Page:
Wednesday, June 27, 2007

An explosion of interest

99 years ago this Saturday, on June 30, 1908, some widely scattered residents near the Tunguska River of Siberia reported seeing and/or hearing a series of flashes and booms. Seismographs across Europe detected a magnitude 5.0 earthquake in Siberia. Atmospheric pressure gauges in Britain picked up a series of pressure disturbances, and the night skies glowed for several days.

Not until 1921 did anybody discover more about what happened. An expedition to the area found a region nearly 30 miles across with trees that were scorched and knocked over, each tree pointing toward the center of that region. But otherwise the region appeared unscathed. What happened?

Many ideas have been proposed as to the cause of the "Tunguska Event," including some very wild ideas (including UFO crashes and "mad scientist" Nikola Tesla's Death Ray), but over time the vast majority of scientists have come to believe that the Tunguska Event was either a small asteroid or comet that exploded at around 30,000 feet above the Siberian forest. The force of the explosion was about 15 megatons of TNT, or a thousand times the power of the atomic bomb dropped on Hiroshima in World War II. Yet other than some dusty particles that seem to come from outer space, no trace of the meteor has been discovered.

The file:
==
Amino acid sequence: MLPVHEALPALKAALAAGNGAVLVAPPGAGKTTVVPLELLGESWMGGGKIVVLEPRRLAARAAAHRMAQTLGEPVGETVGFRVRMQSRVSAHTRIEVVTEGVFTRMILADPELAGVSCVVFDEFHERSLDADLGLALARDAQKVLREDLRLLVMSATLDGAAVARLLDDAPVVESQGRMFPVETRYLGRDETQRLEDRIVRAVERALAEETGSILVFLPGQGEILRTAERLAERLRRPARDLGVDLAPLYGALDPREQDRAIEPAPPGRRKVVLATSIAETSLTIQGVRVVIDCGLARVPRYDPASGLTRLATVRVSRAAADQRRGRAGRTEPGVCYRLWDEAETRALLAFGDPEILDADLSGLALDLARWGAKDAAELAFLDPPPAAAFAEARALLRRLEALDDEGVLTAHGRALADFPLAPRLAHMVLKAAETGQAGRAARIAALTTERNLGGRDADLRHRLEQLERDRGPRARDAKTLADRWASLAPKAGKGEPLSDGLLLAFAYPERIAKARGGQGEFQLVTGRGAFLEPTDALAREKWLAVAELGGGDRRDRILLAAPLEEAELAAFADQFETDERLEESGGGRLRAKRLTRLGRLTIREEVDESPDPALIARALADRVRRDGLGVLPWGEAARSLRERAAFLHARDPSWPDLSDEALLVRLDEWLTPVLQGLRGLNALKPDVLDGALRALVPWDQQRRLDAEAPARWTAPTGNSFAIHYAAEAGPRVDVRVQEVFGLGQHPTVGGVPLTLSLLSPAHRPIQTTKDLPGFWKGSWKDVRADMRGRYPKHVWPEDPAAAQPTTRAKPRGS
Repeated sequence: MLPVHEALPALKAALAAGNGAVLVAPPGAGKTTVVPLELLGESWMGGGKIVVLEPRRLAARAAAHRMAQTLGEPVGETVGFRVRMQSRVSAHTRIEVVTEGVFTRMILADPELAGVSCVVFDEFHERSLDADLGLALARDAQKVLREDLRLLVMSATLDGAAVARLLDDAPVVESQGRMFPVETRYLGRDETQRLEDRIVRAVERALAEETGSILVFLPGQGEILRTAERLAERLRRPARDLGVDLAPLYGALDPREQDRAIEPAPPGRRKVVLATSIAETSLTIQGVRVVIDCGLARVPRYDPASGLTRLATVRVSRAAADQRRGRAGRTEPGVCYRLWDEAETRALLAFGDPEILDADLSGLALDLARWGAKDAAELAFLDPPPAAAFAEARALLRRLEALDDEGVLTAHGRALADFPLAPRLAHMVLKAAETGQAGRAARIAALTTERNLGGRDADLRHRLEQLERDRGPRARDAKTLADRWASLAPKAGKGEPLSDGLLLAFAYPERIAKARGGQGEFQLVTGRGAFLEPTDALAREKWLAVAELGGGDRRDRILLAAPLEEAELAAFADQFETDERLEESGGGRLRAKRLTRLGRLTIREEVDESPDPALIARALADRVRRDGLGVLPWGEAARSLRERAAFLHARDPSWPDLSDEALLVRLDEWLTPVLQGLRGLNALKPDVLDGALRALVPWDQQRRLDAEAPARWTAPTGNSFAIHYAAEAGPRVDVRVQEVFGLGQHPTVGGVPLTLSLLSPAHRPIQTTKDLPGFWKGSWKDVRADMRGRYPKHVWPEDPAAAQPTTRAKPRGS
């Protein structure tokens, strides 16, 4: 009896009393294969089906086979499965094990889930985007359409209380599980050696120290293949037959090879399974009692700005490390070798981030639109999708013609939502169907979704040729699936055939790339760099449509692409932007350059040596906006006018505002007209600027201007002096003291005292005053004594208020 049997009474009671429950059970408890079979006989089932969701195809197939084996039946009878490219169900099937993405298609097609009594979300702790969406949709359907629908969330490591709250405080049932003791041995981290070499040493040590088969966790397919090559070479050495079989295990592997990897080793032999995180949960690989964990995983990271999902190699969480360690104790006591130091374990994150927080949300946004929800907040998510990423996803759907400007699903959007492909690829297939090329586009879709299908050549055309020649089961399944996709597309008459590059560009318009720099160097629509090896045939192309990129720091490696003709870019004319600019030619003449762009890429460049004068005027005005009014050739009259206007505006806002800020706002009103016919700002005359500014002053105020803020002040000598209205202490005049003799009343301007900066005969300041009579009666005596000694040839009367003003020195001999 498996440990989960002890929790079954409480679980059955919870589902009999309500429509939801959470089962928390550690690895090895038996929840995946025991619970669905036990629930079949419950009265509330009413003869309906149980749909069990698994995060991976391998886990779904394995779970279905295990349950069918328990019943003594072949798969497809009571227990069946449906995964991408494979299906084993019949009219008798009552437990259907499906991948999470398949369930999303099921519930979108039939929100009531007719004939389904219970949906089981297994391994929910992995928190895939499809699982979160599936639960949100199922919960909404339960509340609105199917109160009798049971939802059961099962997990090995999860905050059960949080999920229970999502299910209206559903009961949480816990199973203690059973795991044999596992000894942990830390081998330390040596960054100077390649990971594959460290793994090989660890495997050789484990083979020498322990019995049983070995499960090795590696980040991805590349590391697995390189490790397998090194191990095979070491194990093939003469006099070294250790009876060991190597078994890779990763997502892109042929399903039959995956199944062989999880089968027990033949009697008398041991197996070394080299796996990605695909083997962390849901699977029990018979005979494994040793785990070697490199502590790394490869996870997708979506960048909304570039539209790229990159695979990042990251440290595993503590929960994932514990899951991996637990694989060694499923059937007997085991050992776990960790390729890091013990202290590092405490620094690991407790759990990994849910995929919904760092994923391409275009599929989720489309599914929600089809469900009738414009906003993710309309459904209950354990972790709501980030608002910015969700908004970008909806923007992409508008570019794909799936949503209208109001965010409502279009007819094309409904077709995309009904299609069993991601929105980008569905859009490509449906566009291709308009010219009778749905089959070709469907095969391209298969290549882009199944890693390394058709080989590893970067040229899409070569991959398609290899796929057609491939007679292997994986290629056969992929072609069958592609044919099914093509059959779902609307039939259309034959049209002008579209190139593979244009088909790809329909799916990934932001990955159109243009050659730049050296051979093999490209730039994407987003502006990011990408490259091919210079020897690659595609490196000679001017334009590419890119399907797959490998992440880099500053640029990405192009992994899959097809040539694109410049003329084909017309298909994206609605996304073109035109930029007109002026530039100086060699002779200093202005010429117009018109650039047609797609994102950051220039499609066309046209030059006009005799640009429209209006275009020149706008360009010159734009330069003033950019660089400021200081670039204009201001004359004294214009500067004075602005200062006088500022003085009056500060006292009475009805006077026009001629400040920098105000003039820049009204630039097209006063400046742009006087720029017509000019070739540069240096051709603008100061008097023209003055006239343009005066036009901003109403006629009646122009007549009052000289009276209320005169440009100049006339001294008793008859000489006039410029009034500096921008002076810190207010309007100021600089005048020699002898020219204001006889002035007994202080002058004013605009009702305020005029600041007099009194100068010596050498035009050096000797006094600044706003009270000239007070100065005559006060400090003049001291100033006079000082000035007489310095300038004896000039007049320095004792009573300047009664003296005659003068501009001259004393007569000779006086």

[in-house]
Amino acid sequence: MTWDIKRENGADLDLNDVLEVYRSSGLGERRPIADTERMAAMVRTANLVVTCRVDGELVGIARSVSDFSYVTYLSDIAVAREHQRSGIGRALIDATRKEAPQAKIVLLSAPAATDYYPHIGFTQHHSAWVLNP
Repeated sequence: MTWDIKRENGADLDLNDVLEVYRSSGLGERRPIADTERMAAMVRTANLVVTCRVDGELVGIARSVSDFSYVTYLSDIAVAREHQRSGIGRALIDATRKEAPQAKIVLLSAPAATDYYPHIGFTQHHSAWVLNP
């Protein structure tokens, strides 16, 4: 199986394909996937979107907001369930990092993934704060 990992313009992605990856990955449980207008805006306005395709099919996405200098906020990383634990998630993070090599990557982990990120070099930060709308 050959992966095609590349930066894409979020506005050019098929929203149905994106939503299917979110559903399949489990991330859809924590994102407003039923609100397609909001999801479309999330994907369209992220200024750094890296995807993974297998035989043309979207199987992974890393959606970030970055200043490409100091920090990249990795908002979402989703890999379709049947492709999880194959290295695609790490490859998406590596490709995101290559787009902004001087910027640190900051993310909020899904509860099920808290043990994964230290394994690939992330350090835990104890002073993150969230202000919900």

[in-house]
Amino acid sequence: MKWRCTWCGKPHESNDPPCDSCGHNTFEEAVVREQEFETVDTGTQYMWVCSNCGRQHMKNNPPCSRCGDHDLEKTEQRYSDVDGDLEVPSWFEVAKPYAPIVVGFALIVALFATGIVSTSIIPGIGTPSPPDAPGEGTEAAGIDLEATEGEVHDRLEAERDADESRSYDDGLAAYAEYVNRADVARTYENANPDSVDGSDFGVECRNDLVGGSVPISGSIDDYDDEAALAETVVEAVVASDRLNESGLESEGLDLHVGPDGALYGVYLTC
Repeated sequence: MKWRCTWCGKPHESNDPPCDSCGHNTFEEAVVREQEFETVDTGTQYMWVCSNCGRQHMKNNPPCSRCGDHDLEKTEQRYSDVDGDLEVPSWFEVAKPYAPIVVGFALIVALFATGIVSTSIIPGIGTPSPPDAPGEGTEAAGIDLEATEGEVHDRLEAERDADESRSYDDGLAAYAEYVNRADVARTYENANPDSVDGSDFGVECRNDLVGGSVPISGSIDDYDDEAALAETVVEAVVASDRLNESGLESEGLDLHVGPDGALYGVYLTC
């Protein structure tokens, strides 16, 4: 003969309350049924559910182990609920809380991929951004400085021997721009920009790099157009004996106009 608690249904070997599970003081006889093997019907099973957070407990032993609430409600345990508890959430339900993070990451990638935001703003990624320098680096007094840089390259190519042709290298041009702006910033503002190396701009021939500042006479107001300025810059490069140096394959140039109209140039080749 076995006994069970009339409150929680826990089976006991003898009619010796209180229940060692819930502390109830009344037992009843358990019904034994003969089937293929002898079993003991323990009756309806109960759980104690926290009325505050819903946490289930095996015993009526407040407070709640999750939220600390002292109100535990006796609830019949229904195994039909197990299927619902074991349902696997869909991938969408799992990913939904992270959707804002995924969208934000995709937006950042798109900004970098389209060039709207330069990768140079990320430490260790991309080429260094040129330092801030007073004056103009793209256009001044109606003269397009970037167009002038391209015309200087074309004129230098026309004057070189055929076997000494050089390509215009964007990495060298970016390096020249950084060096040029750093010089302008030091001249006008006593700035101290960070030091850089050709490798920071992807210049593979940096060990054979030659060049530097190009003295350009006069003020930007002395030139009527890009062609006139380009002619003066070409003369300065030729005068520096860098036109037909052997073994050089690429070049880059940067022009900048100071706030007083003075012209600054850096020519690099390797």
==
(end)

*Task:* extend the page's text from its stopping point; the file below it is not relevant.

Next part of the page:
This may change by the 100th anniversary of the event. An Italian research team has announced that they suspect a lake near the center of the damaged trees to be a crater formed by a large piece of the original meteor. This lake has been explored before, but seemed to be old due to the amount of mud at its bottom. The problem is, there are no good maps of the region from before the Tunguska Event, so we don't really know if the lake is new or old.

The Italian team of researchers claims to find that the shape of the lake bed and jumbled rock underneath it are strong evidence that the lake is really the missing crater, and they intend to go back to search for any meteorites that may be at the bottom of the lake.

It is not necessarily surprising that we haven't found any trace of the asteroid or comet. If it exploded 5 miles in the air with a force of 15 megatons, most if not all of the body could have vaporized in the extreme heat. Also, we now know that many comets and asteroids are more like piles of rubble than solid rocks, so the meteor may have shattered into component pieces. Since 14 years passed between the Tunguska Event and the first expedition, the surviving fragments may have been buried or disguised as normal rocks by being exposed to wind, rain, snow, and other weather.

Finding a piece of the original meteor would be really important. We could learn, for example, if the meteor was from an asteroid or a comet. We could also lay to rest (for the umpteenth time) many of the wild theories of the Tunguska event. And, perhaps most importantly, we can learn what happens when medium- and large-sized rocks hit the Earth, gaining some valuable data that might help protect the Earth should we ever find another meteor on the way.

Time will tell if the lake that so interests the Italians will have more secrets to reveal, or if the encounter between the Earth and a chunk of rock or ice over Siberia in the summer of 1908 will remain a mysterious event.

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